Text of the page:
In our previous post, we shared the 3 things nurses should know about debt. Now that you have the background on debt, here’s what you can do to pay it off more quickly and improve your credit.
Before you get started, get an idea of what state your credit is in currently. To check your credit score and find out where you’re starting from, you can check credit score for free at Credit Karma. Many credit card companies offer this as a service too. You can get one free credit report for free per year at Annual Credit Report.
How to Pay Off Credit Card Debt ASAP
Stop adding to your credit card debt
Our expert guest on the webinar, Catherine New, says the first step to paying off debt is setting boundaries that stop increasing it. Remove temptation in whatever way possible, whether that’s unlinking your online cards, switching to a debit card, or just not carrying your credit card in your wallet.
Use a payoff strategy
We all have a different approach to money, so choosing a payoff strategy that works for you is a great route to pay off debt. The two strategies Catherine outlines are Avalanche, where you start with the highest rate and chip away at that, or Snowball, where you start with the smallest debt and work your way up. While some may appreciate knocking out their nursing student debt in full before moving on, others may get more satisfaction from a series of smaller wins along the way.
Make multiple payments each month
You’re not limited to making a single payment per month. Catherine recommends that every time you get a little extra, you use it for your balance.
Consolidate your debt
Consolidating your debt can make it easier to manage than keeping track of payments on multiple accounts. Consider getting a personal installment loan or transferring your balance to one card. With debt consolidation for nurses, you’ll have fewer interest rates to pay, saving you money. But make sure you read the fine print to avoid any hidden fees.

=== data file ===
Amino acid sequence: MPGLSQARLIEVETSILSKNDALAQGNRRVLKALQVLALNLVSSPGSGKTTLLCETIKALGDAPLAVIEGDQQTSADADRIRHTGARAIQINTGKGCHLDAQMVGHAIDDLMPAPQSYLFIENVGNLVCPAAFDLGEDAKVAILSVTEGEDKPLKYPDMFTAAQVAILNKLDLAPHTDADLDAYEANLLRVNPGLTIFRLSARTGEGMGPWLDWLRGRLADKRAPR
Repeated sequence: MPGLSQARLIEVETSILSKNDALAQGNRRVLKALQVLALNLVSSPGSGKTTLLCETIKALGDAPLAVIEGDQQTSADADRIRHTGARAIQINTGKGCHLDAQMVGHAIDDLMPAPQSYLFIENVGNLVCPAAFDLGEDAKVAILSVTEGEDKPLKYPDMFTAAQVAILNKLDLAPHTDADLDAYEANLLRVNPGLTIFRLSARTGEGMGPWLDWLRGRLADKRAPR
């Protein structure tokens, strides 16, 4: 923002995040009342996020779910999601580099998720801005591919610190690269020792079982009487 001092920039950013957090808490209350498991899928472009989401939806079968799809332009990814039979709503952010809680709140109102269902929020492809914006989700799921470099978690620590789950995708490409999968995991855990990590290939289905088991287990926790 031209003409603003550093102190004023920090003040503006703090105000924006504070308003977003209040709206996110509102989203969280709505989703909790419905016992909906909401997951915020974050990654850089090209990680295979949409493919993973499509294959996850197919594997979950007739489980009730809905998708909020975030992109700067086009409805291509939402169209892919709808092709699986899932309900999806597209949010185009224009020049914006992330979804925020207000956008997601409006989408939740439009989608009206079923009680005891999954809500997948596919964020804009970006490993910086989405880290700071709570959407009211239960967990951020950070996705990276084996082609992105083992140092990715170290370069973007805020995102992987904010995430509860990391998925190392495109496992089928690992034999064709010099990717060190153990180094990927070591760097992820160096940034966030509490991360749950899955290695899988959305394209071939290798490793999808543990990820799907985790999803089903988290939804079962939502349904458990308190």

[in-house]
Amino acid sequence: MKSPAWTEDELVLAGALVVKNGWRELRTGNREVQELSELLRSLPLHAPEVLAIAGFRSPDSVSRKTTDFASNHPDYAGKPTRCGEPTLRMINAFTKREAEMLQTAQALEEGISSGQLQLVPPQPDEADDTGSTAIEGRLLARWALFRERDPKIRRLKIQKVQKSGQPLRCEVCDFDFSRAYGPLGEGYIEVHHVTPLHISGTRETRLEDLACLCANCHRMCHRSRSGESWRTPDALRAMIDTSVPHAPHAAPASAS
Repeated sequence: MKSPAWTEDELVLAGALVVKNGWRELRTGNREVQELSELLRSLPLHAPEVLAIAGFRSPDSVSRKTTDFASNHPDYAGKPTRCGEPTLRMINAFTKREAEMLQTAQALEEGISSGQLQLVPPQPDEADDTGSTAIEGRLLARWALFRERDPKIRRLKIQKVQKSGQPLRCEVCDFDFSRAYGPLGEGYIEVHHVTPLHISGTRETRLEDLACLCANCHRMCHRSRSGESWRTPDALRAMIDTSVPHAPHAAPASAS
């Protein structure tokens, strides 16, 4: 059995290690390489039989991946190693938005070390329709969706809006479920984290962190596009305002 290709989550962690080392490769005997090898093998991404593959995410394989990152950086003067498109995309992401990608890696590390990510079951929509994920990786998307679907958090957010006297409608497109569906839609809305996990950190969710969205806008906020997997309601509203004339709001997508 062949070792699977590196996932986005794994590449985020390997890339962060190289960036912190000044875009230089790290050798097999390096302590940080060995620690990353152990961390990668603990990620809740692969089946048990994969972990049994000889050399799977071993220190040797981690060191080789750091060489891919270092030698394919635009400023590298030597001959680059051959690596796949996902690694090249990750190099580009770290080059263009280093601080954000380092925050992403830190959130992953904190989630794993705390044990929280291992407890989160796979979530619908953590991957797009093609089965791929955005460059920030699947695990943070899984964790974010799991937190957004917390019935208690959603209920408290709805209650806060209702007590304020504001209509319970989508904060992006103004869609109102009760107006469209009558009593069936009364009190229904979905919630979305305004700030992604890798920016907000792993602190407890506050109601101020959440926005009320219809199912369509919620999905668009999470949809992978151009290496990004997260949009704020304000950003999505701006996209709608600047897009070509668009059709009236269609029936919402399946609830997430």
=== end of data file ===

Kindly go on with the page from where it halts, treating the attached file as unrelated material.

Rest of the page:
Call your company and ask about reducing your rate
It can feel like your credit card company is working against you, or just doesn’t care about your concerns. But most credit card companies actually want to work with you, especially the larger, more reputable ones. Try calling to ask for a lower rate.
How to Build and Maintain Your Credit
Make on-time payments
Not only is being on time a great professional skill, but it will show lenders you can handle your debt. Making your payments on time will also help you avoid late payment fees.
Pay your balance in full
Rather than carrying a balance, whenever possible make complete monthly payments on a loan or credit card. This will show lenders you are only spending what you can afford. Your credit score goes up when you pay your balance in full.
Don’t utilize all your credit
Utilization is your balance compared to your credit limit, or how much you’re allowed to spend versus how much you’re actually spending. Low utilization can raise your credit score, so it’s important to keep an eye on your borrowing. The rule of thumb in the industry is to keep your credit card utilization below 30%. So if you have $10,000 available, try not to borrow more than $3,000.
Keep old accounts active
If you have an old account open that doesn’t cost you any money, keeping it open rather than closing could be a positive mark on your credit score. Even if you no longer use the card, it shows a longer history of your credit, and would be counted towards your utilization. Closing an account will also sometimes cause a small dip in your credit score.
Open new accounts
Showing that you are continuing to open up new lines of credit is a positive sign for credit bureaus. However, do not open too many accounts at the same time, as hard requests for your credit score will actually bring it down.
Have both revolving and installment credit accounts
Revolving credit is credit that is automatically renewed as you pay off your debt, like a credit card. Installment credit is a loan for a fixed amount, like your student loan or a mortgage. Having a mix of both is viewed favorably by credit bureaus, and will help raise your score over time.
Now that you have the tips, it’s time to tackle your debt and raise your credit. If you still have questions, watch the full webinar for more details and a Q&A with Catherine New.
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